While prosthetic limbs have come a long way over the last two decades, they still can’t replace the dynamics of the real thing. That being said, they do come close, and engineers from Vanderbilt University have created a smart prosthetic ankle that functions similar to its organic cousin.
The ankle does a lot of work while we walk, it allows us to navigate uneven terrain and stairs, helps maintain balance and mitigates shock while adjusting your weight or jumping. Most prosthetics are not capable of replicating those motions, forcing users to find creative ways to overcome uneven obstacles.
Housed inside of the Smart Prosthetic Ankle are a tiny motor and actuator that’s controlled by a microprocessor using data collected from onboard sensors, which senses motion and determines how each step is taken on varied terrain. This gives the appendage the ability to control the foot depending on the action. For example, it will actively lift the foot when climbing stairs or control pitch and yaw/roll on uneven ground.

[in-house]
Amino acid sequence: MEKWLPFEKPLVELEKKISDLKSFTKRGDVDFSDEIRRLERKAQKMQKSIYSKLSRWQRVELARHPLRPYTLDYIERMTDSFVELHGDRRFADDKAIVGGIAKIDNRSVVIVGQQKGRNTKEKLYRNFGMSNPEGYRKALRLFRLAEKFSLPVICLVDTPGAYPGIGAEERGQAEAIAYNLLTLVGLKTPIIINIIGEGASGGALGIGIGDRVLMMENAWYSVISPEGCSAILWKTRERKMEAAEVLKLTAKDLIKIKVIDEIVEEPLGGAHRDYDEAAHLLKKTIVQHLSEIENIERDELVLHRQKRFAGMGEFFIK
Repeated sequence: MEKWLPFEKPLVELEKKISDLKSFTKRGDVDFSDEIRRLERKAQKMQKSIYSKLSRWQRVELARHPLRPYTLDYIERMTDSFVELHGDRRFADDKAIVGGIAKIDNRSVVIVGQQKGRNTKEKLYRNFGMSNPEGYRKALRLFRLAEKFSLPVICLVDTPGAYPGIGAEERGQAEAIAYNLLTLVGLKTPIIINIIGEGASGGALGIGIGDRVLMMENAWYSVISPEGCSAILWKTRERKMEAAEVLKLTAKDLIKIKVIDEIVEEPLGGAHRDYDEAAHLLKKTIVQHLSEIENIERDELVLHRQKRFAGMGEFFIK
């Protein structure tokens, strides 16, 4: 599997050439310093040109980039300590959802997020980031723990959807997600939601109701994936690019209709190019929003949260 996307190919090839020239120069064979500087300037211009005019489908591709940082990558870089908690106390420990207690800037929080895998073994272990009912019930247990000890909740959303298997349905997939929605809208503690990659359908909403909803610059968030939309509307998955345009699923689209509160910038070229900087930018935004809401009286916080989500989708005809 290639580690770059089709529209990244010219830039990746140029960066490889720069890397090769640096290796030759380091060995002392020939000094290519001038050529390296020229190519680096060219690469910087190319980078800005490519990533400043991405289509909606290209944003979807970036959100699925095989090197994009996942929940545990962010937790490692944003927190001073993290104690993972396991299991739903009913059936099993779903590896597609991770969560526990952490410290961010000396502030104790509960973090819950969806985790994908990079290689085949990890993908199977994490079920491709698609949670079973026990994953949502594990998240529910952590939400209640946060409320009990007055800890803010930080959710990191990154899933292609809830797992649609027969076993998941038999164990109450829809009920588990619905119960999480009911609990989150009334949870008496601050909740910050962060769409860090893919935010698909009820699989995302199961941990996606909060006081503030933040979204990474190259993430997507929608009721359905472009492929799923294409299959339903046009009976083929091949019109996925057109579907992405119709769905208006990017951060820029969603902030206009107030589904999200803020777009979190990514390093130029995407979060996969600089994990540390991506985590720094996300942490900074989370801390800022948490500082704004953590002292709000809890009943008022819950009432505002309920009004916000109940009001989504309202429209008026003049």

“Our prosthetic ankle is intelligent, so you can wear a dress shoe, a running shoe, a flat — whatever you’d like — and the ankle adapts. You can walk up slopes, down slopes, up stairs, and down stairs, and the device figures out what you’re doing and functions the way it should.” — Professor of Mechanical Engineering Michael Goldfarb
As it stands right now, the Smart Ankle remains lab-bound, as it requires an electrical outlet to get its power. As the engineers continue the prosthetics development, it will likely be powered by a rechargeable battery when they commercialize it in the next few years.